As for the millions of people who will be on ART, what about the support services they will require? Perhaps around 35% of the people who are known to require ART are receiving it. These figures are vague, but the health services are struggling to get the numbers up as it is. And all that’s needed is a crisis like the one that occurred after the elections last year and many people are back to square one.

But crises don’t come singly in Kenya. The post election crisis was followed by water, fuel, food and financial crises. Each of them affects the ability of the country to care for its sick, not just those with HIV. The country is underdeveloped, many development indicators are going in the wrong direction. This is why Kenya has endemic HIV in the first place and it is why efforts to reduce transmission have failed so far.

UTT will not fail because the idea is a bad one, it will fail because it is a solution that requires many years of development work to occur first. And if that development work is carried out, the cost of UTT will come down, too. The cost of UTT is nothing to the cost of allowing Kenya to develop in ways that have been blocked for so many decades.

But to return to the article in question, the New Scientist one, the author claims that people on ART almost never transmit HIV, even during unprotected sex. That is a very contentious claim, many would consider it a rash one to make. But if there is any truth in it, it is only true of those responding to ART who have a low enough viral load. In Kenya there are those who don’t have access to the drugs, for whatever reason, those without access to adequate nutrition, those suffering from other serious medical conditions and those who don’t take the drugs in the recommended manner, etc. They probably can still transmit HIV or will be able to soon enough.

And what is this about HIV being the only or the biggest risk from unprotected sex? Condoms can also be used to protect against unwanted pregnancy, or hasn’t the author heard of that? There are also other sexually transmitted infections, do they not count? Herpes simplex virus (HSV) is sexually transmitted, incurable and endemic in Kenya. It also increases transmission of HIV.

I applaud the people who have worked to find a cure for HIV and those who have come up with treatments. I also applaud those who put the mathematical model together showing the promise that UTT holds. I just wish they would look a bit wider than their own profession, whether they are doctors, epidemiologists, virologists or whatever. There is the whole of health, health services, development and many other things to consider if such ambitious projects are to work.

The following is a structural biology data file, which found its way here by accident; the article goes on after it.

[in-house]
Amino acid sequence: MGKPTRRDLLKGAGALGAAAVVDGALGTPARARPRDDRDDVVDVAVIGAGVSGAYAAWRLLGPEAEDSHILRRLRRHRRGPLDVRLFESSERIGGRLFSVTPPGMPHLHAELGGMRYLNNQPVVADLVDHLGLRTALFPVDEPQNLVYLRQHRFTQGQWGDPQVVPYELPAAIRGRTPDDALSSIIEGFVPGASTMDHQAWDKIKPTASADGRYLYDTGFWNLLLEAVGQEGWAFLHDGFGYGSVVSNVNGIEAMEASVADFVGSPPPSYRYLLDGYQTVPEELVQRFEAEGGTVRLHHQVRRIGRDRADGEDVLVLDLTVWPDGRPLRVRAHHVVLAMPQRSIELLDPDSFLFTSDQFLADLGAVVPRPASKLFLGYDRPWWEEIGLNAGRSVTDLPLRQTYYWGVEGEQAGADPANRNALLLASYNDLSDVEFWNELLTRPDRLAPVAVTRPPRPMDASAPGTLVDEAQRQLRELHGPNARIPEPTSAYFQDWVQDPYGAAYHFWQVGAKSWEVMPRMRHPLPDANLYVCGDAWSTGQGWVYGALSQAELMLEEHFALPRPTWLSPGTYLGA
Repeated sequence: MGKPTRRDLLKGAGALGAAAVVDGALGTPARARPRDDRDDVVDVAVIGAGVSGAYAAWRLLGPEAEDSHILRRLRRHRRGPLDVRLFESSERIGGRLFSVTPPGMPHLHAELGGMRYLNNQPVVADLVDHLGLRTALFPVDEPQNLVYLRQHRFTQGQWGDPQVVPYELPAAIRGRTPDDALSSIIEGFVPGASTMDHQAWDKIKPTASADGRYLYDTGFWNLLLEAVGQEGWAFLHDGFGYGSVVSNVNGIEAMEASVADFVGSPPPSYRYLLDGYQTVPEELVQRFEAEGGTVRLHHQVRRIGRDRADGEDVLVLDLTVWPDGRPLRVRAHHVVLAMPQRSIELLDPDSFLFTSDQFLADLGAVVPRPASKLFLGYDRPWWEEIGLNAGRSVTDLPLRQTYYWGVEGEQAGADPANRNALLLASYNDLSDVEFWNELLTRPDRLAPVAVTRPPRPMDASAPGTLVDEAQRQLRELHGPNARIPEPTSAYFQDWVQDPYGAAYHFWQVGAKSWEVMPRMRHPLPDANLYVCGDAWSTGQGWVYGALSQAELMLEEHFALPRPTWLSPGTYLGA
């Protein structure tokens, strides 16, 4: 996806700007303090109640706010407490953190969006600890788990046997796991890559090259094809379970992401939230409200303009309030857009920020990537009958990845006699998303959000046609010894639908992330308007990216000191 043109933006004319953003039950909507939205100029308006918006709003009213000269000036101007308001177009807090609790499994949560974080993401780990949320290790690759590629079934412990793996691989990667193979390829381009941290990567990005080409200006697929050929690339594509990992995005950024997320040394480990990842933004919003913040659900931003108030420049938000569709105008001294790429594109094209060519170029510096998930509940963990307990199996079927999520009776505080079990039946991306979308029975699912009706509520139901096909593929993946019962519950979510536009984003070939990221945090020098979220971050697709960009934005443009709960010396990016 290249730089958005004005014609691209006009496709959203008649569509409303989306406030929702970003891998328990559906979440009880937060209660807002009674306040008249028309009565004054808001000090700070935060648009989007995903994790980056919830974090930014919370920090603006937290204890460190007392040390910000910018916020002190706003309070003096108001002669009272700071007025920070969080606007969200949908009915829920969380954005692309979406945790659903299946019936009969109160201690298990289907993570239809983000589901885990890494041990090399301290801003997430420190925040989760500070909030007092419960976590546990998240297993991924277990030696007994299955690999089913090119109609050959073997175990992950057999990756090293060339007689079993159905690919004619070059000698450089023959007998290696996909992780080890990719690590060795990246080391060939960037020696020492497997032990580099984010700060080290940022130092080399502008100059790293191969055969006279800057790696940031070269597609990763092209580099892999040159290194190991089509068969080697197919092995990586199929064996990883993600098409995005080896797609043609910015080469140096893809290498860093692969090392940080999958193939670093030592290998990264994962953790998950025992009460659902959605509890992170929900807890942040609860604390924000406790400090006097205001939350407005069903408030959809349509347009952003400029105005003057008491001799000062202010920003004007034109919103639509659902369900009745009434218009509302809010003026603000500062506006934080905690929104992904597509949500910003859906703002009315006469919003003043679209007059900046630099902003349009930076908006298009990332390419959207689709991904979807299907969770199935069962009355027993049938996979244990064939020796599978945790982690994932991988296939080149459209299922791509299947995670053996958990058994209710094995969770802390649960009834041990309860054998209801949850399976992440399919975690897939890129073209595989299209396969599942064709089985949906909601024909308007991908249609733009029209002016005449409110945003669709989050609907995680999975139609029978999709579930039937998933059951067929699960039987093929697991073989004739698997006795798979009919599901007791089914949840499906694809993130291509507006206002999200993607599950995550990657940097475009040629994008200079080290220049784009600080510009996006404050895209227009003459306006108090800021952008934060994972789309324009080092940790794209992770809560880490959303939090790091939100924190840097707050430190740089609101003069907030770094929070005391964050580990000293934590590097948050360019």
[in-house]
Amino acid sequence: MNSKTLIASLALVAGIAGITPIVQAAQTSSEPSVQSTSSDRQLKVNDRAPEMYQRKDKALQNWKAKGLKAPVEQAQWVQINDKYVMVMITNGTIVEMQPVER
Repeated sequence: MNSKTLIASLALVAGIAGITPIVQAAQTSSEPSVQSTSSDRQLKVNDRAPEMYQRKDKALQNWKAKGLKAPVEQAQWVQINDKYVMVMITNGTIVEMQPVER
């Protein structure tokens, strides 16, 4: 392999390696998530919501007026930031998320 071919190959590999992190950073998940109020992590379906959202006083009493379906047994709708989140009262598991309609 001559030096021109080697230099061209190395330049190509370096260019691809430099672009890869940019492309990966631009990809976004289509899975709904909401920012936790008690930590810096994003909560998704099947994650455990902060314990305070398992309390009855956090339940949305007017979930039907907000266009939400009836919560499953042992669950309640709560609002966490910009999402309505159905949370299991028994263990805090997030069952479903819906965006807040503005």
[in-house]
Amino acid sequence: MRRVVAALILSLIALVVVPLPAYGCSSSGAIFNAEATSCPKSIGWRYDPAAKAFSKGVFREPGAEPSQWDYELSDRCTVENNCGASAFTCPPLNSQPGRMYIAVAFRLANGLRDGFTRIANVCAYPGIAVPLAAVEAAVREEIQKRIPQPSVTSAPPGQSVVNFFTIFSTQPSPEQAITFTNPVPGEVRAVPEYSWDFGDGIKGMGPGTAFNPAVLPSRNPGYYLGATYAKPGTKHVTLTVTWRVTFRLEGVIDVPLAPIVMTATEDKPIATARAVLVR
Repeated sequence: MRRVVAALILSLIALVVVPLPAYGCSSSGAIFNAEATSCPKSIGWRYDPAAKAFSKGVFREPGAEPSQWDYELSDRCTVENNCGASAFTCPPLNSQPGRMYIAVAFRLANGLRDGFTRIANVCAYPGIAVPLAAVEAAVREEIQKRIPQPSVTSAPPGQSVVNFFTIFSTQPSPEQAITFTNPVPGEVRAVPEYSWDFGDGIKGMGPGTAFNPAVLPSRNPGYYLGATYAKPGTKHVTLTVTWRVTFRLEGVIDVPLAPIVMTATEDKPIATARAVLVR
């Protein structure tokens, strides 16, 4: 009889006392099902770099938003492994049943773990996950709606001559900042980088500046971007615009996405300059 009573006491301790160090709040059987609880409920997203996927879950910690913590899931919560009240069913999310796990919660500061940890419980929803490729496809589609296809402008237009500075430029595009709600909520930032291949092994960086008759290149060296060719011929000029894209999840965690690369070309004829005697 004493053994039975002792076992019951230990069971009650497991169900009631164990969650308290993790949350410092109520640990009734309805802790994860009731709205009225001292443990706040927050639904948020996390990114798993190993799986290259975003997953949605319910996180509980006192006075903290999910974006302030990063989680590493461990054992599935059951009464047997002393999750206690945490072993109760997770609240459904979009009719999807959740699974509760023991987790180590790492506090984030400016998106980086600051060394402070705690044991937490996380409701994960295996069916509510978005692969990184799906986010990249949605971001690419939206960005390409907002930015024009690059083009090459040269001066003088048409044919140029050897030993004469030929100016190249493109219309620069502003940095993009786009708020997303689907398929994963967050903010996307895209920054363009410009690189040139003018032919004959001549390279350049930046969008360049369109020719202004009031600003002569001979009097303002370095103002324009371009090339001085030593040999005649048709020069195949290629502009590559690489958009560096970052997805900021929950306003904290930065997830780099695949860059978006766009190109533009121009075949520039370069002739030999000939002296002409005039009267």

I’m glad the issue is being discussed by huge numbers of people but HIV is not just a medical or scientific problem and medicine and science do not operate in isolation from histories, cultures, societies, economies and especially, from people, their lives their ways of behaving, their circumstances and many other constraints.



voiced thots said...

u do make it sound true.i agree with you.i work in the HIV field,and while the idea is theoretically sound ,it is not faesible in kenya now.

Simon said...

Thank you for your comment. Yes, the problem is, I wonder if there is any will behind making UTT feasible. It would be great to think that something like HIV could be eradicated or reduced to a low level. But I find it hard to believe it will be done because there are many things that could be eradicated and have not been.

Take intestinal parasites, for example, it's so cheap to treat them that pharmaceutical companies are generally not interested because the medicine has been around so long, patents have expired. They can't make much money.

As many as two billion people may be infected with intestinal parasites and the cost of eradicating them is relatively low. Eradication would have major health benefits, improve nutrition, reduce absenteeism from school and work, increase ability of children to concentrate, increase their resistance to other conditions and generally make them much healthier.

But even parasite eradication requires environmental work and safe water and sanitation, better infrastructure, better education and better health services. There is the will to produce headlines about disease eradication but not about removing or alleviating the factors that result in poor health and disease.

That's why I think UTT will probably not succeed or will not succeed very well, it's just one in a long line of miraculous cures that ignore the conditions in which people live.